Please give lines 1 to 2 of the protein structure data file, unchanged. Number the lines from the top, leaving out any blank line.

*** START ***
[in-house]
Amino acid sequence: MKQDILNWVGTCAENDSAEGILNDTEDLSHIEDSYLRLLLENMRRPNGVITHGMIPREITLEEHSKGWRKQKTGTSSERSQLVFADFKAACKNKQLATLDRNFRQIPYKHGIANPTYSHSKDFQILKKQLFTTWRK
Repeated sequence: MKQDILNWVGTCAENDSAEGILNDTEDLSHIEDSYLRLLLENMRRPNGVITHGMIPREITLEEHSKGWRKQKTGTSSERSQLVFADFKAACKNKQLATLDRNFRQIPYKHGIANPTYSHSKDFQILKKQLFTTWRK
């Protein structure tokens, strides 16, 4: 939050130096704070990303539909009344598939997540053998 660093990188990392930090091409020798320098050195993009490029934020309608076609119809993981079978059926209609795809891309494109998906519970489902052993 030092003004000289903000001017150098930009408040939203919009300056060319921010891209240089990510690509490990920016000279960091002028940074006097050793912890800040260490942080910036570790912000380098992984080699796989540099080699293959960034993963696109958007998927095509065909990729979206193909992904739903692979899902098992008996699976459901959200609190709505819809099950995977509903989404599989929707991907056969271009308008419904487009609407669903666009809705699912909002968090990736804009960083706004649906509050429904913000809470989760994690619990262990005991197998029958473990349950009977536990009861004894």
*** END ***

[in-house]
Amino acid sequence: MKQDILNWVGTCAENDSAEGILNDTEDLSHIEDSYLRLLLENMRRPNGVITHGMIPREITLEEHSKGWRKQKTGTSSERSQLVFADFKAACKNKQLATLDRNFRQIPYKHGIANPTYSHSKDFQILKKQLFTTWRK